It is now understood how consciousness comes to equate itself in human experience with conditioned identities moulded by social formation and cognitive-emotional history. We think of ourselves in terms first assigned by others. This makes us self-conscious. Experience becomes reflective and reflexive as our thoughts loop back on themselves, from adolescent angst to metaphysical speculation. Wounding arrests this process, causing it to become reactive and stuck but that is not its first nature, despite batteries of defence mechanisms (strategies, patterns) that spring up to keep it as is.

Evolution continues to call and with it inducements to open past our wounds. We are faced then with a choice: to stay put or step out in pursuit of greater life, following trails of inspiration back to full reconnection with the spiritual worlds. This is the core condition of freedom that Steiner describes. We are ‘free’ to stay stuck as long as we cling to forms of conditioned illusion. Ego is a specialisation of Consciousness that arises to secure attainment of this spiritually pivotal state. Its initial outer-directedness transforms the undifferentiated (archaic, oceanic) field that was present before.

Introducing reflections from an outside so created back into the internal environment of embodied consciousness opens an inner territory of soul. This is first articulated in terms of myth but becomes more insulated as an atmosphere of dualistic opposition builds, culminating in the rational scientific stance of objectivity which, although it tells a particular story about connectedness, also prevents its realisation. This makes our subjective worlds tighter and more reflexive, leading to a postmodern frenzy that opens us to embracing Gebser’s aperspectival or integral consciousness structure (which knows countless viewpoints are available but is not bound by any of them), beyond the rational ego’s attachment to its scientifically lawful perspective (6).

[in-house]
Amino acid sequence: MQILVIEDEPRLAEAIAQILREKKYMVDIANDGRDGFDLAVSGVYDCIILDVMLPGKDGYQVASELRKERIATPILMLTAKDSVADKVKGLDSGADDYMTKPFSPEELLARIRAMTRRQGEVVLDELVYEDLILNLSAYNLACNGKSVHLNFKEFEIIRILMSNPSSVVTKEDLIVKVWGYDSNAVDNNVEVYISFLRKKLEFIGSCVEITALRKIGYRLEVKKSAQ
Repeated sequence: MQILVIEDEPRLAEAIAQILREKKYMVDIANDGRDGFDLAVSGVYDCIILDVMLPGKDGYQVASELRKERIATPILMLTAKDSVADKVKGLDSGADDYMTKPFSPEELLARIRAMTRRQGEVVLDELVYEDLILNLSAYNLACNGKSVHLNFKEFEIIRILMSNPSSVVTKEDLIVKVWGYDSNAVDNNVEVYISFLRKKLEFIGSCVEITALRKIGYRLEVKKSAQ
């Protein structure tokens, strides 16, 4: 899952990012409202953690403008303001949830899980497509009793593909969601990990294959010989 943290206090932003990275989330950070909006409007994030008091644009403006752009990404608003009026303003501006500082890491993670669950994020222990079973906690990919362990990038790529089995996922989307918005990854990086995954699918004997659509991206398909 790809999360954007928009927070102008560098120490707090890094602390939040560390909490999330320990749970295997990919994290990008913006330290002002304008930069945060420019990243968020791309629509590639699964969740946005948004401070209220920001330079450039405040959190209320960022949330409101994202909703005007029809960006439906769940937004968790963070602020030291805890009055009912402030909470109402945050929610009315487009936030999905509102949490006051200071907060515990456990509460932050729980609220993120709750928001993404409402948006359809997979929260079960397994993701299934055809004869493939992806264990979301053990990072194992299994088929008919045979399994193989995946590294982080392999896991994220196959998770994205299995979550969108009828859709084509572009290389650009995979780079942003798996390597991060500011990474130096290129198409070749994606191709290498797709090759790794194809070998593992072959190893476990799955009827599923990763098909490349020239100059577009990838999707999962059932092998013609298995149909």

When a modern ego opens, transcending the multi-layered inter-textual structure of its discursive origins, something wonderful happens. The consciousness that emerges from this trans-personal break is very different than the pre-personal (pre-egoic) form that was there before. It realises connectedness keenly due to the sense of separation it has endured. Also, its power of reflective-reflexive awareness becomes an attribute of Consciousness at large, so that Consciousness knows itself in a more explicated way than before. This is a gift of the Consciousness Soul but it cannot be delivered unless ego is prepared to open past its stuck, arrested state to greater life.

(5) See ‘Towards a Psychological Articulation of the Chakra System’ under ‘ReSource’.

(6) See ‘The Spirituality of 2012’, Section 4.

Leave a Reply




You can use these HTML tags

<a href="" title=""> <abbr title=""> <acronym title=""> <b> <blockquote cite=""> <cite> <code> <del datetime=""> <em> <i> <q cite=""> <strike> <strong>